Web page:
Tuesday, June 25, 2024

Inflation in the UK is about to tumble. But how far – and for how long?

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Jeremy Hunt knows it. Rachel Reeves knows it too. The Office for National Statistics will come bearing good news on Wednesday when it releases the latest inflation figures. The only real question is just how good the news will be.

In the year to March, annual inflation as measured by the consumer prices index stood at 3.2%. The figure for April will be a lot lower and if Hunt gets lucky it might even fall as low as the government’s 2% target.

The sharp decline is mainly due to movements in electricity and gas prices. Domestic energy bills rose in April 2023 but have fallen by 12% this year for most households. The energy price cap was set at £1,690 last month compared with £2,500 a year earlier.

Base effects – in other words, what happened a year ago – coupled with cheaper heating and lighting this year means it is inevitable the inflation rate will tumble.

Hunt is a seasoned enough politician to avoid claiming total victory when the figures come out. The chancellor is aware that voters have seen prices rise by 20% in less than three years and may be unwilling to accept that the cost of living crisis is over.

And this is not “game over” by any means. The Bank of England expects less favourable base effects later this year to push the annual inflation rate back up to about 2.5% in the second half of 2024 – the period when the prime minister seems likely to call a general election.

But even with the additional caveat that prices are not actually falling but simply rising at a slower rate, the position is a lot more comfortable than it was for Hunt when he was appointed by Liz Truss to succeed Kwasi Kwarteng as chancellor in October 2022. In that month, inflation hit 11.1% – its highest level in four decades.

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Double-digit inflation conjured up unhappy memories of the mid-1970s, when inflation soared to a postwar high of more than 25% and eventually led to the need for a bailout from the International Monetary Fund – assistance that came with strings attached.

By coincidence, an IMF team has been in the UK for the past two weeks conducting its annual health check on the economy. Unlike in 1976, the fund will not be demanding unpopular spending cuts, and the findings of this so-called article IV consultation will prove helpful to Hunt if it finds that the UK is through the worst of the cost of living crisis. But the study may contain a sting in the tail if it also ­concludes that any further pre-election tax cuts will be followed by post-election tax increases or fresh austerity measures.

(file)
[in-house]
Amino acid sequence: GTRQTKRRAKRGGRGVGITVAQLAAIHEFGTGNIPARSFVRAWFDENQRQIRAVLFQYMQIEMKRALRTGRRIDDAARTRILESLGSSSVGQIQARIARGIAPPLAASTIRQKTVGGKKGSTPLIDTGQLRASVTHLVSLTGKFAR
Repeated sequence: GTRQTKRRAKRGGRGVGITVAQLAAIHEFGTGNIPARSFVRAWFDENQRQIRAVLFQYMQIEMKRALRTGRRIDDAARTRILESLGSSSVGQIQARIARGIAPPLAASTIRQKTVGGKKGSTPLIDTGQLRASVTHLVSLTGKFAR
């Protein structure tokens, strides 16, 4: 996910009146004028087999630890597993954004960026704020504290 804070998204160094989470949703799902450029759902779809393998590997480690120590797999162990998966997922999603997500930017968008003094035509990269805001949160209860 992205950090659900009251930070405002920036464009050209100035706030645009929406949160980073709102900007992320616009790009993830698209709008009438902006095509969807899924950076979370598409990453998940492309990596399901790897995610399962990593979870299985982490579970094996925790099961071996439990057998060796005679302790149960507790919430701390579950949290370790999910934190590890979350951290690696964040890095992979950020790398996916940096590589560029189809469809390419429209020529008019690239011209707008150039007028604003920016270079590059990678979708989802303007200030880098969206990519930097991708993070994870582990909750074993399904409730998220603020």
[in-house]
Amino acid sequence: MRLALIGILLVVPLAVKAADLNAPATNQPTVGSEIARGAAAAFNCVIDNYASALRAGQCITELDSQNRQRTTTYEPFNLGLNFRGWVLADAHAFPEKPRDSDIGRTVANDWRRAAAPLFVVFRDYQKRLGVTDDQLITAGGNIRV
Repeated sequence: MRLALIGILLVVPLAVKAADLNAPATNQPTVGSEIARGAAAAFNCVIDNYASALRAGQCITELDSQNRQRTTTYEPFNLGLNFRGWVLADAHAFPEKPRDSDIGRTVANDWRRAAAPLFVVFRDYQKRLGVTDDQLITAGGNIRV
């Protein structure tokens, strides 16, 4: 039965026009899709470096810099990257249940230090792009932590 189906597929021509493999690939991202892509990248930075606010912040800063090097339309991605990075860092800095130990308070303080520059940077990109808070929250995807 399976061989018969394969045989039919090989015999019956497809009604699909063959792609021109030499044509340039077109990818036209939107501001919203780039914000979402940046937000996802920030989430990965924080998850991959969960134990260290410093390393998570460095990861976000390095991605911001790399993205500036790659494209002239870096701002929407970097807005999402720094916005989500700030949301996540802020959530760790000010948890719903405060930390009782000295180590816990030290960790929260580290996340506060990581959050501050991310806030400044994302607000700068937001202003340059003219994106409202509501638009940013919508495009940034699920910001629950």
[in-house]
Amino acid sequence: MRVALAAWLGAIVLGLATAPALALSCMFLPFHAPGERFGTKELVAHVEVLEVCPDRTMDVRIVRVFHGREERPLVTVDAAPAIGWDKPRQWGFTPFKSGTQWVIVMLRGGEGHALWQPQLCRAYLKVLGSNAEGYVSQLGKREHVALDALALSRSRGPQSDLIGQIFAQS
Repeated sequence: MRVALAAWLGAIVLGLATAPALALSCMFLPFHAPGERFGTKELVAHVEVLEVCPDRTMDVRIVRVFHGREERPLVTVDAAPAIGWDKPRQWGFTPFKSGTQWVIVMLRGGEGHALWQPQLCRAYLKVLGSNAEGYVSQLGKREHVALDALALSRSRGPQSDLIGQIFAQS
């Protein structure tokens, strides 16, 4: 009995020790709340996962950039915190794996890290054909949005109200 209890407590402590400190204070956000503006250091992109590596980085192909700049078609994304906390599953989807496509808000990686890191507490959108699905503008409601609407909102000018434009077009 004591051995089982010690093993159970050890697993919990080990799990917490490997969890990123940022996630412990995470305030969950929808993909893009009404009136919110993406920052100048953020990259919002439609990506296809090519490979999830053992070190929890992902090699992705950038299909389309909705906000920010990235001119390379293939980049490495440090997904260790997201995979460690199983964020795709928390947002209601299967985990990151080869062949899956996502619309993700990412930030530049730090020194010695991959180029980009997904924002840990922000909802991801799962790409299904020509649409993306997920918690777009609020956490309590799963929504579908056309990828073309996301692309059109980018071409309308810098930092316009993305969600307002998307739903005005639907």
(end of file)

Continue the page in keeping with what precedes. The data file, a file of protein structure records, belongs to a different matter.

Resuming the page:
In the short term, though, the focus will be on what lower inflation means for interest rates. Having raised the official cost of borrowing at 14 successive meetings of its monetary policy committee between December 2021 and August 2023, Threadneedle Street has left rates unchanged since. The reason for that is that a majority of MPC members want to be sure that inflation has truly been beaten.

The focus is not the headline rate of inflation – which is influenced by the global prices of energy and food – but on inflation generated by the domestic economy. As a proxy for that, the MPC watches services-sector inflation, which is currently running at 6%. While the headline inflation number will be good on Wednesday, it will be the small print that really counts.

Susannah Streeter, head of money and markets at Hargreaves Lansdown, said: “If inflation hits the sweet spot, hopes will shoot higher that a rate cut will come in June. But it would be wise not to reach for the bunting and go splashing the celebratory cash even if the longed-for 2% target is reached.

“Bank of England policymakers have stressed that it will need confidence that inflation will consistently stay at or near the target before they start reducing borrowing costs.”

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